Rubber Exports Causing Indian Tyre Manufacturers Angst
Voices of concern amongst India’s tyre industry have been raised in response to the national Rubber Board’s perceived encouragement of rubber exports. A three per cent decrease in domestic natural rubber production before the end of the current fiscal year (March 31, 2008) has been projected, and it is this, along with dramatically higher rubber exports, that is creating a sense of unease. Natural rubber exports almost doubled in January to 7,522 tonnes, compared with 3,886 tonnes in December 2007, on the back of lower domestic prices.
Currently the price for India sourced rubber is about £0.10 a kilogram lower than prevailing world prices, and experts believe that if current global prices continue their upward journey a total of more than 40,000 tonnes of rubber may be exported from India during the current financial year. Given that India’s tyre industry consumes 55 per cent of local natural rubber supplies, and difficulties already exist in meeting domestic demand, the industry’s concern over additional exports is understandable.
“Production of natural rubber in the fiscal 2007/08 is expected to go down by three per cent, while consumption would grow by five per cent,” commented Rajiv Buddhiraja, director-general of the Automotive Tyre Manufacturers Association. “Of this, consumption by the tyre industry is expected to increase by 6.6 per cent and non-tyre consumption by three per cent. In such a scenario, we would like the Government to encourage domestic consumption as against exports.”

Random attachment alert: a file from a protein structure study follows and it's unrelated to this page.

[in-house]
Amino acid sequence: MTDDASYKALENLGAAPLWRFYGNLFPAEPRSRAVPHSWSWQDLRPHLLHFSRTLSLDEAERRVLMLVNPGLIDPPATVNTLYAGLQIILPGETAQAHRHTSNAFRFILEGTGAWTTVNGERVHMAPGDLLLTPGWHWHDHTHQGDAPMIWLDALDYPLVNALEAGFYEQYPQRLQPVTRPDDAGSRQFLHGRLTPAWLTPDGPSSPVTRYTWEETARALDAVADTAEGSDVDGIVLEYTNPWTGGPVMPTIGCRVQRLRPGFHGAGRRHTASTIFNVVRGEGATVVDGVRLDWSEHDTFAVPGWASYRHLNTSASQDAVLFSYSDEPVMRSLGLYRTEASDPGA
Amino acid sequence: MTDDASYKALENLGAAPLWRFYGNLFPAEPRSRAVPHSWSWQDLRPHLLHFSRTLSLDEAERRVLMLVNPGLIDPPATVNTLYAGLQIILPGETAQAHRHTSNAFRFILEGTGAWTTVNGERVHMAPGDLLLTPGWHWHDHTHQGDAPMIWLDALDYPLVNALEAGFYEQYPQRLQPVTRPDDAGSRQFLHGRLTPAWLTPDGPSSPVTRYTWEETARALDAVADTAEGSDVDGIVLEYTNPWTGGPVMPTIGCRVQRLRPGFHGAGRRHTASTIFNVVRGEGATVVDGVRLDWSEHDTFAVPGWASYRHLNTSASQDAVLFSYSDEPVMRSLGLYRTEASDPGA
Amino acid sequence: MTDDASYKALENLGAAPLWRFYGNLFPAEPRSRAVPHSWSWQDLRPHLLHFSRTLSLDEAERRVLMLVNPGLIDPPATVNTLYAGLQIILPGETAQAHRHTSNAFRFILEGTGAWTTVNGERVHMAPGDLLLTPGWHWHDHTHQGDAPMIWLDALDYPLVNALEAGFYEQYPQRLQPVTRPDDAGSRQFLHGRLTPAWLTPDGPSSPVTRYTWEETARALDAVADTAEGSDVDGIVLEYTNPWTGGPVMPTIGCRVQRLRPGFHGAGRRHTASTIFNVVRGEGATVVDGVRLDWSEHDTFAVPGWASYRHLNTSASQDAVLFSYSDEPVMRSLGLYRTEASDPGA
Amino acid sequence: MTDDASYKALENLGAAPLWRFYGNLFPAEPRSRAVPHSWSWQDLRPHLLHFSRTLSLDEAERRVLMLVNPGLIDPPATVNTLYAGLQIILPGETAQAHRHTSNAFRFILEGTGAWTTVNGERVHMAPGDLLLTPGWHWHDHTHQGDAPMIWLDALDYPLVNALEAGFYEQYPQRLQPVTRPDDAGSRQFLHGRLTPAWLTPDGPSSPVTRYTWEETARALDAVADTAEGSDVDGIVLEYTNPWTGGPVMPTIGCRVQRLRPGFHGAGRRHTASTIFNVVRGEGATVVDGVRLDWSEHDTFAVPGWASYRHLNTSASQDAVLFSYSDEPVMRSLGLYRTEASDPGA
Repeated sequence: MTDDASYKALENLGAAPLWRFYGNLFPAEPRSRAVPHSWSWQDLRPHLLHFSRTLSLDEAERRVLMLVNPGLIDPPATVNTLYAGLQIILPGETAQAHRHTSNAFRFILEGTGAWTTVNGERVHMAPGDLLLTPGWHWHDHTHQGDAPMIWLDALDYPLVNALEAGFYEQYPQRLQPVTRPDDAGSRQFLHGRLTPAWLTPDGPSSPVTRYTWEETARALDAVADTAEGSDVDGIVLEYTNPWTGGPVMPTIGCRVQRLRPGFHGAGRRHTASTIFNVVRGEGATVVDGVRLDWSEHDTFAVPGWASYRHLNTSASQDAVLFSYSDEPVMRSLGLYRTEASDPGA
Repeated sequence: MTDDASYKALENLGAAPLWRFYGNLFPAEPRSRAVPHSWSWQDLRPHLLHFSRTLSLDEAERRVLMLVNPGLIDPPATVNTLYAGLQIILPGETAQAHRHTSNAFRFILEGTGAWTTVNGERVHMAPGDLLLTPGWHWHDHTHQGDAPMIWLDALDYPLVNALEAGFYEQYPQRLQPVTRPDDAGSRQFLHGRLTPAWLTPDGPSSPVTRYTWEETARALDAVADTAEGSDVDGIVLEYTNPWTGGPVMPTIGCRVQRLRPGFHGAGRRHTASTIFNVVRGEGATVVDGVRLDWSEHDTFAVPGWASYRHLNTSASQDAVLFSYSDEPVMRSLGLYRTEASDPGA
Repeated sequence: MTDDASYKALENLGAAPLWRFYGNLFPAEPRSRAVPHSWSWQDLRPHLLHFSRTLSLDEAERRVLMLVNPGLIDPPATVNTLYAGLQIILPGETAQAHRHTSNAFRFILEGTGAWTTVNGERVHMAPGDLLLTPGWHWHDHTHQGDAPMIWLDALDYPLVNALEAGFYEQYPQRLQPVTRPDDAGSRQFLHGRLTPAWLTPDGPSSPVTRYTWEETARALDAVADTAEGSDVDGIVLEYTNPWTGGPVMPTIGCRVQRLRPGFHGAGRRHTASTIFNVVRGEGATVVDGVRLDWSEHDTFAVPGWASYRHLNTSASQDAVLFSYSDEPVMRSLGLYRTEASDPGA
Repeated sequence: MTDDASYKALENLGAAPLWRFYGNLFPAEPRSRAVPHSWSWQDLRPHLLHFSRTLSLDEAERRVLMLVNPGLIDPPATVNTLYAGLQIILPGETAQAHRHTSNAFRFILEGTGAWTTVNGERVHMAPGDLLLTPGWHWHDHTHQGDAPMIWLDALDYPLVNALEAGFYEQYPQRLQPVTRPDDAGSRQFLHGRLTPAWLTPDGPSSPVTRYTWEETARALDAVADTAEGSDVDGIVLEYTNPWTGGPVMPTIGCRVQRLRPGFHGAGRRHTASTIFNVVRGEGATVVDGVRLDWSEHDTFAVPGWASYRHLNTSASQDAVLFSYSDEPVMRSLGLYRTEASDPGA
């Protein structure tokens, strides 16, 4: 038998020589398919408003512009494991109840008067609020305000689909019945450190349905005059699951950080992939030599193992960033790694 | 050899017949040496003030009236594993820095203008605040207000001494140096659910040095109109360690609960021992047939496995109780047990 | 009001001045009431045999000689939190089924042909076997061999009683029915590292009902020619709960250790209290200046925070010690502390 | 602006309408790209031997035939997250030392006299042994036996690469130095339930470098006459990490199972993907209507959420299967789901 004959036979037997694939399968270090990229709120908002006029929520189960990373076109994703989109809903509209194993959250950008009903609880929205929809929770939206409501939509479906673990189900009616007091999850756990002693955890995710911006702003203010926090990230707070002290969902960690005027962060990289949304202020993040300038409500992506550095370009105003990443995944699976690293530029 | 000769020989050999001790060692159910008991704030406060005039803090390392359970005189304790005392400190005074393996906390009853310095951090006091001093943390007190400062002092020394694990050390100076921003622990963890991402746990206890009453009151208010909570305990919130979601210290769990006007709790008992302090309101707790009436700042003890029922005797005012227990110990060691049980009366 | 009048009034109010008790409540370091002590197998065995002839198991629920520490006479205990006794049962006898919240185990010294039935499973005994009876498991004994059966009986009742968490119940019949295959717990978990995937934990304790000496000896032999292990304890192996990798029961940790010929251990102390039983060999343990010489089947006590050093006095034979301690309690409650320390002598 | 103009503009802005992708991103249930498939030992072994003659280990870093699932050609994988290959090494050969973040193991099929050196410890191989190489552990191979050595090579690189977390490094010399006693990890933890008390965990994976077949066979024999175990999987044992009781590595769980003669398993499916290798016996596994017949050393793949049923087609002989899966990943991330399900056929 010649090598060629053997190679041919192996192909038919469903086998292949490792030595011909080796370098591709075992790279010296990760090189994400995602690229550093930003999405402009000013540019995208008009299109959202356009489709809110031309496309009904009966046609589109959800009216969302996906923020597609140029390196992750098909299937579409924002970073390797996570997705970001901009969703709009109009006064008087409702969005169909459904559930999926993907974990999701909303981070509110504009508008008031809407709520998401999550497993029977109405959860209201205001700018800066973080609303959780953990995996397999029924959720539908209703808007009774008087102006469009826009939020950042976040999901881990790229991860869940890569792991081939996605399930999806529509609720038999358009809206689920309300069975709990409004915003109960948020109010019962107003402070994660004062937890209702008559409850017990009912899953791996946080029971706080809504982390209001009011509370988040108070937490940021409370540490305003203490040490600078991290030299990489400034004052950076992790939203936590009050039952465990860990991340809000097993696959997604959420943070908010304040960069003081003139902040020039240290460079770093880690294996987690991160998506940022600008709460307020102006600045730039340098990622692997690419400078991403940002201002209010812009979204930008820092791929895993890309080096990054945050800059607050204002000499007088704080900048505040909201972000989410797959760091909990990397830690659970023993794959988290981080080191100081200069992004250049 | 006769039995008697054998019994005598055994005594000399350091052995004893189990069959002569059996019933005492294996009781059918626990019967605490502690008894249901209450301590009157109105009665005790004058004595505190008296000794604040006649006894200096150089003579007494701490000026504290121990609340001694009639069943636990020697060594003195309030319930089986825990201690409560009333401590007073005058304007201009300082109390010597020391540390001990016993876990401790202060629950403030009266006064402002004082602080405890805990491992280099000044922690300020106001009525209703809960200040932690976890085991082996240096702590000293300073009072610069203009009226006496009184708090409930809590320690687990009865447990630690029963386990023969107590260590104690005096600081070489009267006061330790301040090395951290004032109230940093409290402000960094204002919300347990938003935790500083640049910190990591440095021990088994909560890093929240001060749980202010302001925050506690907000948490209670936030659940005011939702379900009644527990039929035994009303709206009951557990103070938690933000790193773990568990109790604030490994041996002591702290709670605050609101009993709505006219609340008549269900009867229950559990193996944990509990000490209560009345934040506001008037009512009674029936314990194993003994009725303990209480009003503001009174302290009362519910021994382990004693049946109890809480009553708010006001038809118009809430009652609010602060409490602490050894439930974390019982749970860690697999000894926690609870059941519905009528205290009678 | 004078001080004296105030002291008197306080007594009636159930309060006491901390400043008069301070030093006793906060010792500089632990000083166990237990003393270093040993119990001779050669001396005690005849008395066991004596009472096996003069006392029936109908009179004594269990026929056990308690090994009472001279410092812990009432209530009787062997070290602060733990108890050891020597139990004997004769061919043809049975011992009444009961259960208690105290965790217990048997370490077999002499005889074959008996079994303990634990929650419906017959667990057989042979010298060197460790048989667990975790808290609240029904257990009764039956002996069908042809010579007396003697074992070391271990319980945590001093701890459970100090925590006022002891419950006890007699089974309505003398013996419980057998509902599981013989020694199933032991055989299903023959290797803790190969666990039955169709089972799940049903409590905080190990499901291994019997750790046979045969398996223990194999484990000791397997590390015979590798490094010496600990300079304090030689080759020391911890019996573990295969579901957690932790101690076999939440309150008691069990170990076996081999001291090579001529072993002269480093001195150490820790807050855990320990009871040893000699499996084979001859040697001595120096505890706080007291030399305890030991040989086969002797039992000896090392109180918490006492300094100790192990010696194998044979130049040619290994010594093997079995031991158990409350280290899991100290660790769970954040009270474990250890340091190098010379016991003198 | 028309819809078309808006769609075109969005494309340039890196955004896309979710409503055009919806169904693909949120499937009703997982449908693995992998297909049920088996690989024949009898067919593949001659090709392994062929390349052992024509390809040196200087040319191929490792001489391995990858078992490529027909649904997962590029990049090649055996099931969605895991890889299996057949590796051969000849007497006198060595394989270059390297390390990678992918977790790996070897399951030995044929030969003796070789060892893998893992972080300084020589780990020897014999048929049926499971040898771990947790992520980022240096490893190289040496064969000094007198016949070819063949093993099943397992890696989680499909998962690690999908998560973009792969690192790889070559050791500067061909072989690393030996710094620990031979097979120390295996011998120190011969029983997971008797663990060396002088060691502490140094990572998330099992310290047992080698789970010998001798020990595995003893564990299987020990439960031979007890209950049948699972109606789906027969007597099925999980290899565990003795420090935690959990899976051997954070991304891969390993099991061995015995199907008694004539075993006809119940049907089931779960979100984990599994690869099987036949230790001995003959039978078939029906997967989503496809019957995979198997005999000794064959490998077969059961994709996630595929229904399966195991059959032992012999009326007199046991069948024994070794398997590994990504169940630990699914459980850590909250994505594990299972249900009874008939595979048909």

According to Buddhiraja, the Rubber Board has set a target to export 46,000 tonnes during the current fiscal year and has so far exported 30,000 tonnes of natural rubber, with plans to export 16,000 tonnes during February and March. Should adequate supplies of locally sourced natural rubber not remain available, tyre manufacturers have little choice but to import the commodity, a transaction that attracts an import duty of 20 per cent. As natural rubber prices already account for 42 per cent of the overall cost of producing a tyre, a higher rate of imports will naturally impact upon margins.
“The duty on raw material at 20 per cent being higher than the import of tyres at 10 per cent is a huge concern. With the rubber growers resorting to exports, we would like the government to allow the duty-free import of rubber,” said Buddhiraja
According to India’s Rubber Board, nationwide reserves of natural rubber are likely to decrease by 20 per cent between the end of January and the end of March. Export demand is primarily coming from South Korea, China and Singapore, reported one rubber dealer, who added that the average daily amount purchased has increased from around 100 tonnes in November to 250 tonnes.